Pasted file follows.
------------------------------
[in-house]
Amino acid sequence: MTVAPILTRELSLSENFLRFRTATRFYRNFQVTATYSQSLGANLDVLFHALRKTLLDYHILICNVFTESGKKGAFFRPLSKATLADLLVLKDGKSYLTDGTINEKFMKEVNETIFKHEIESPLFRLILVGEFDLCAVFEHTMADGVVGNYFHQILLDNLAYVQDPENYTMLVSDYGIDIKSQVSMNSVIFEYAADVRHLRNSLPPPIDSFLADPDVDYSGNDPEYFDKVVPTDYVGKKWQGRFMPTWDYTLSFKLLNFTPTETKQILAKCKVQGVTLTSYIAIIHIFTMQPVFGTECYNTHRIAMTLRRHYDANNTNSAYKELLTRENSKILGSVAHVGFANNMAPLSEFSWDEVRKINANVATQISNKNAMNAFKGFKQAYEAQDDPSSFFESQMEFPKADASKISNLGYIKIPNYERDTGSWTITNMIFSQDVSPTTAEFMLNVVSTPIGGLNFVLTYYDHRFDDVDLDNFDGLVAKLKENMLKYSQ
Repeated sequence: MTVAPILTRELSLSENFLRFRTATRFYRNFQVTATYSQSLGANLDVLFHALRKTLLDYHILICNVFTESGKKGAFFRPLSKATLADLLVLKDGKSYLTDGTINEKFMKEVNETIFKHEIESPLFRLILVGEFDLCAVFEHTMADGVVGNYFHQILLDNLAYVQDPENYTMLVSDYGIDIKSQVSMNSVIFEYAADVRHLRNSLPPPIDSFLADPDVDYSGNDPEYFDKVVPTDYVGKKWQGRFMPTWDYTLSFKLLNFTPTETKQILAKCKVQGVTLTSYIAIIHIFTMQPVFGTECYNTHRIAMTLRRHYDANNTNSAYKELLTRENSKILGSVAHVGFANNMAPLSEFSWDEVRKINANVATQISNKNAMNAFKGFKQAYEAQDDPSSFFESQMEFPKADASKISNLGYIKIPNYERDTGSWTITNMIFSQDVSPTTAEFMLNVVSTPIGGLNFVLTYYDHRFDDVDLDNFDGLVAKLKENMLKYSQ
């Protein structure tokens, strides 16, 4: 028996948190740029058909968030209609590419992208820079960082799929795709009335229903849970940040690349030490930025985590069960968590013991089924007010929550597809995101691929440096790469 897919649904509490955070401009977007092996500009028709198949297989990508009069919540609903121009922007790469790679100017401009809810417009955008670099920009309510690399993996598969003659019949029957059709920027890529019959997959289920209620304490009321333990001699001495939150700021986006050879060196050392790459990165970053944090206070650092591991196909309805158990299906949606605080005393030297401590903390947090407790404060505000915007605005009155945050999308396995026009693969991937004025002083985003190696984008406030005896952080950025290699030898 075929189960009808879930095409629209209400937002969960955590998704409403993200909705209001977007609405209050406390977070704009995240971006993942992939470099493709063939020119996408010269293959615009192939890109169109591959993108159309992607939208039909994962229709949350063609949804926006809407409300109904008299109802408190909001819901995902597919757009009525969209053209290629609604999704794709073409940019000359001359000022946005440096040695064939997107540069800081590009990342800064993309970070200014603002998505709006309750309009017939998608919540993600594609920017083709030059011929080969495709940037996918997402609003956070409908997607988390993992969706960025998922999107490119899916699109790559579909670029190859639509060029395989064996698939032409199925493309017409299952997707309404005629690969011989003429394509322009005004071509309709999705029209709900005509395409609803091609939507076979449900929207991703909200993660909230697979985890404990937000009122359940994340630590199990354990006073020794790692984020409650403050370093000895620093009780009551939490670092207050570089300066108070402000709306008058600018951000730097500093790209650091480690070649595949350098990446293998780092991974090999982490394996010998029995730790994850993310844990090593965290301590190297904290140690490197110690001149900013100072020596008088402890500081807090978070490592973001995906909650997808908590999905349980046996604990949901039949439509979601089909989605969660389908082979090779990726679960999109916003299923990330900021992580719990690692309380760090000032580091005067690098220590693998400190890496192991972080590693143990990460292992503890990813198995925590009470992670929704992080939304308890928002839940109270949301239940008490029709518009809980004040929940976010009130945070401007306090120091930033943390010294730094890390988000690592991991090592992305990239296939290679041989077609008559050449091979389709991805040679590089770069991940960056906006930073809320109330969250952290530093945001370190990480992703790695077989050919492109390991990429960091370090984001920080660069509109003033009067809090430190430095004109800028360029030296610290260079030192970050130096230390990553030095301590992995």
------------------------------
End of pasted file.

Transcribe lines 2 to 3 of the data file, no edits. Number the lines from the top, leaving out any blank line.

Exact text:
Amino acid sequence: MTVAPILTRELSLSENFLRFRTATRFYRNFQVTATYSQSLGANLDVLFHALRKTLLDYHILICNVFTESGKKGAFFRPLSKATLADLLVLKDGKSYLTDGTINEKFMKEVNETIFKHEIESPLFRLILVGEFDLCAVFEHTMADGVVGNYFHQILLDNLAYVQDPENYTMLVSDYGIDIKSQVSMNSVIFEYAADVRHLRNSLPPPIDSFLADPDVDYSGNDPEYFDKVVPTDYVGKKWQGRFMPTWDYTLSFKLLNFTPTETKQILAKCKVQGVTLTSYIAIIHIFTMQPVFGTECYNTHRIAMTLRRHYDANNTNSAYKELLTRENSKILGSVAHVGFANNMAPLSEFSWDEVRKINANVATQISNKNAMNAFKGFKQAYEAQDDPSSFFESQMEFPKADASKISNLGYIKIPNYERDTGSWTITNMIFSQDVSPTTAEFMLNVVSTPIGGLNFVLTYYDHRFDDVDLDNFDGLVAKLKENMLKYSQ
Repeated sequence: MTVAPILTRELSLSENFLRFRTATRFYRNFQVTATYSQSLGANLDVLFHALRKTLLDYHILICNVFTESGKKGAFFRPLSKATLADLLVLKDGKSYLTDGTINEKFMKEVNETIFKHEIESPLFRLILVGEFDLCAVFEHTMADGVVGNYFHQILLDNLAYVQDPENYTMLVSDYGIDIKSQVSMNSVIFEYAADVRHLRNSLPPPIDSFLADPDVDYSGNDPEYFDKVVPTDYVGKKWQGRFMPTWDYTLSFKLLNFTPTETKQILAKCKVQGVTLTSYIAIIHIFTMQPVFGTECYNTHRIAMTLRRHYDANNTNSAYKELLTRENSKILGSVAHVGFANNMAPLSEFSWDEVRKINANVATQISNKNAMNAFKGFKQAYEAQDDPSSFFESQMEFPKADASKISNLGYIKIPNYERDTGSWTITNMIFSQDVSPTTAEFMLNVVSTPIGGLNFVLTYYDHRFDDVDLDNFDGLVAKLKENMLKYSQ